This event is part of the Fall 2022 Statistics Colloquium.
Interpretable Classification of Categorical Time Series Using the Spectral Envelope and Optimal Scalings
Presented by Scott Bruce, Assistant Professor, Department of Statistics, Texas A & M University
Wednesday, September 14
4:00 p.m. ET
This article introduces a novel approach to the classification of categorical time series under the supervised learning paradigm. To construct meaningful features for categorical time series classification, we consider two relevant quantities: the spectral envelope and its corresponding set of optimal scalings. These quantities characterize oscillatory patterns in a categorical time series as the largest possible power at each frequency, or spectral envelope, obtained by assigning numerical values, or scalings, to categories that optimally emphasize oscillations at each frequency. Our procedure combines these two quantities to produce an interpretable and parsimonious feature-based classifier that can be used to accurately determine group membership for categorical time series. Classification consistency of the proposed method is investigated, and simulation studies are used to demonstrate accuracy in classifying categorical time series with various underlying group structures. Finally, we use the proposed method to explore key differences in oscillatory patterns of sleep stage time series for patients with different sleep disorders and accurately classify patients accordingly.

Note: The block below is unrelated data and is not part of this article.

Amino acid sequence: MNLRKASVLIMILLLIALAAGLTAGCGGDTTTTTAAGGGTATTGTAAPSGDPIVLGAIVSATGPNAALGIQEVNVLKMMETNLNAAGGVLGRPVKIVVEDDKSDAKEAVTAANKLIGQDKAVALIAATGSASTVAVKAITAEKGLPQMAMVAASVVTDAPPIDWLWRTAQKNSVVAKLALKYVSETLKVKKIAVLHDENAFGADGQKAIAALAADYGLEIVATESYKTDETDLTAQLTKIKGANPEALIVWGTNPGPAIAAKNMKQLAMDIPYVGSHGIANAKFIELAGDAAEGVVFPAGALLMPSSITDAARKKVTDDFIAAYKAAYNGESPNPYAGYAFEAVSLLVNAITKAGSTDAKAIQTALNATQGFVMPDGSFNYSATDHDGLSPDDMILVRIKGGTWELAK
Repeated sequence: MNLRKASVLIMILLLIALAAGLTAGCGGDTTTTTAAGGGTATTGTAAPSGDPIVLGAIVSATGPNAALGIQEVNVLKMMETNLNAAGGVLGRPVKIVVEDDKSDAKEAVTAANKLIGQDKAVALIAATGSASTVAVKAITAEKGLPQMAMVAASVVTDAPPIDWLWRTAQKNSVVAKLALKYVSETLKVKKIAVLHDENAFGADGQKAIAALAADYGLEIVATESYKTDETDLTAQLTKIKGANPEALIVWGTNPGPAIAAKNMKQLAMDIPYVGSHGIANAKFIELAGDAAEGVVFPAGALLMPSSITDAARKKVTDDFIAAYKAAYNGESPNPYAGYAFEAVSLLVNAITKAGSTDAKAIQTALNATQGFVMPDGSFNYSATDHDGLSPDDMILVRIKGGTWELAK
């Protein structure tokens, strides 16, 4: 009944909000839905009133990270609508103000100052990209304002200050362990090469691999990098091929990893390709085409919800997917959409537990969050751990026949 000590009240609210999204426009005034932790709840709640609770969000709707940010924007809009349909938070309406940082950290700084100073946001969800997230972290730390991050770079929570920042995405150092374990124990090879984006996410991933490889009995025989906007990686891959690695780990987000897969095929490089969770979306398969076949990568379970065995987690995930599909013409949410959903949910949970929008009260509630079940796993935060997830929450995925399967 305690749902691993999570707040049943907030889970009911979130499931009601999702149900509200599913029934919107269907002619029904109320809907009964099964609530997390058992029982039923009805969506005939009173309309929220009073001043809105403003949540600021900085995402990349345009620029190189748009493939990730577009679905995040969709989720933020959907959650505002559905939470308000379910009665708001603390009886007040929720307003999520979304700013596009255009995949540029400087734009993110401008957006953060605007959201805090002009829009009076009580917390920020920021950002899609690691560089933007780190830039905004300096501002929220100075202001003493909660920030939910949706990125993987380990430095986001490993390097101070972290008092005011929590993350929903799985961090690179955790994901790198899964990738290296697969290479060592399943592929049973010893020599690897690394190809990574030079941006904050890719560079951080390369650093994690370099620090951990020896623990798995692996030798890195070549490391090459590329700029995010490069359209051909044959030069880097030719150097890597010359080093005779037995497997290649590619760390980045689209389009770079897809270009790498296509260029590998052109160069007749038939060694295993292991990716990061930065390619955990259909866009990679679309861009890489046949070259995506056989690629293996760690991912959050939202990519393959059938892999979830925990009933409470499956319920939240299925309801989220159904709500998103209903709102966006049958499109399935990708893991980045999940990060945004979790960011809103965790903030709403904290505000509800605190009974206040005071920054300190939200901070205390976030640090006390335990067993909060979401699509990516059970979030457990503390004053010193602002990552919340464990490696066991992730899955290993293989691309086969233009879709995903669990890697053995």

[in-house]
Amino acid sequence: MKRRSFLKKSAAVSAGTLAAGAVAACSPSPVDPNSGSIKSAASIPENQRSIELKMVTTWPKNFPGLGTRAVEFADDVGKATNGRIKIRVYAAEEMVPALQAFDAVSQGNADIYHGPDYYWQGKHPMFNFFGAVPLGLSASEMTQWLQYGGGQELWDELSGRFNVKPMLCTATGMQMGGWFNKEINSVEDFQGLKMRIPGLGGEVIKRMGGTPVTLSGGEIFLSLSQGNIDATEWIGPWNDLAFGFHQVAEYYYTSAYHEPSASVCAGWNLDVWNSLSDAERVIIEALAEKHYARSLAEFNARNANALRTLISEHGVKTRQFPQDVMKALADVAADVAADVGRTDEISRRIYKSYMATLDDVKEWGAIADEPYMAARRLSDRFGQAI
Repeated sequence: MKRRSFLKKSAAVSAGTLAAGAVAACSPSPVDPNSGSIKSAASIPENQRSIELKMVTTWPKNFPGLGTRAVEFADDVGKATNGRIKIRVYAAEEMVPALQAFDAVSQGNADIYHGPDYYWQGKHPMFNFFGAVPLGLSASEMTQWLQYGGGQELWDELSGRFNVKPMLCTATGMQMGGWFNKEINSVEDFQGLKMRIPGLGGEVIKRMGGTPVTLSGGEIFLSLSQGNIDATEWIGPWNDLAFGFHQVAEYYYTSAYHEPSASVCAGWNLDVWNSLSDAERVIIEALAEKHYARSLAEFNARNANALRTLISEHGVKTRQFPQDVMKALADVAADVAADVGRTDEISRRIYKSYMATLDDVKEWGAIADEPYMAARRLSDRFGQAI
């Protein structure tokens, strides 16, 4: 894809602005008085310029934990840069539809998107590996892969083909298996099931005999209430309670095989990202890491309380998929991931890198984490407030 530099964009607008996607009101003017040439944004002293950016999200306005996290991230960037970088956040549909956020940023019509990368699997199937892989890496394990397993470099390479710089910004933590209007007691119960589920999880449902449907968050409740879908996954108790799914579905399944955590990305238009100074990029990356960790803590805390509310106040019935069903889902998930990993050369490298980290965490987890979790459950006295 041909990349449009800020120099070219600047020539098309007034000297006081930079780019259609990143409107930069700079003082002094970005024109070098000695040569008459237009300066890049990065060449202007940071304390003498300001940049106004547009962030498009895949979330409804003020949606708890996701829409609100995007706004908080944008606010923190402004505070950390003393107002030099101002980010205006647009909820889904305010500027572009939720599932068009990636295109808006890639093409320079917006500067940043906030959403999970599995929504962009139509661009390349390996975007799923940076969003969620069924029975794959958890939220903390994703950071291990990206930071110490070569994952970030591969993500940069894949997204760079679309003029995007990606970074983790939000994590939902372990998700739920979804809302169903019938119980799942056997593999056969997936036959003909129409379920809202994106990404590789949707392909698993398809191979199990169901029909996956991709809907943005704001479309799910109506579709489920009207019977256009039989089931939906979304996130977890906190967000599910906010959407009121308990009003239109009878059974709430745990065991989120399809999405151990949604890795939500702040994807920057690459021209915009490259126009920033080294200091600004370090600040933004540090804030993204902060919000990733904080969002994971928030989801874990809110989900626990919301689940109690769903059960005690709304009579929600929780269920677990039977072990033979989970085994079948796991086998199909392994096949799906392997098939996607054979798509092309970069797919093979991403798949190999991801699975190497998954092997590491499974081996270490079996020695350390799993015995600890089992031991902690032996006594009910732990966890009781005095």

Dr. Bruce is an assistant professor in the Department of Statistics at Texas A&M University. He completed his doctoral training at Temple University where he developed statistical methodology for frequency-domain analysis of time series. He is passionate about creating novel computationally-efficient statistical methods for the analysis of time series and longitudinal data in areas such as sleep research, neuroscience, and psychiatry. He is involved in numerous transdisciplinary projects in these areas and aims to produce high-quality publications in top statistics and scientific journals. His research interests include nonstationary time series, spectral analysis, Bayesian statistical learning, computational data science, longitudinal data analysis, transdisciplinary research, applications in sleep medicine, biomechanics, neuroscience, and psychiatry.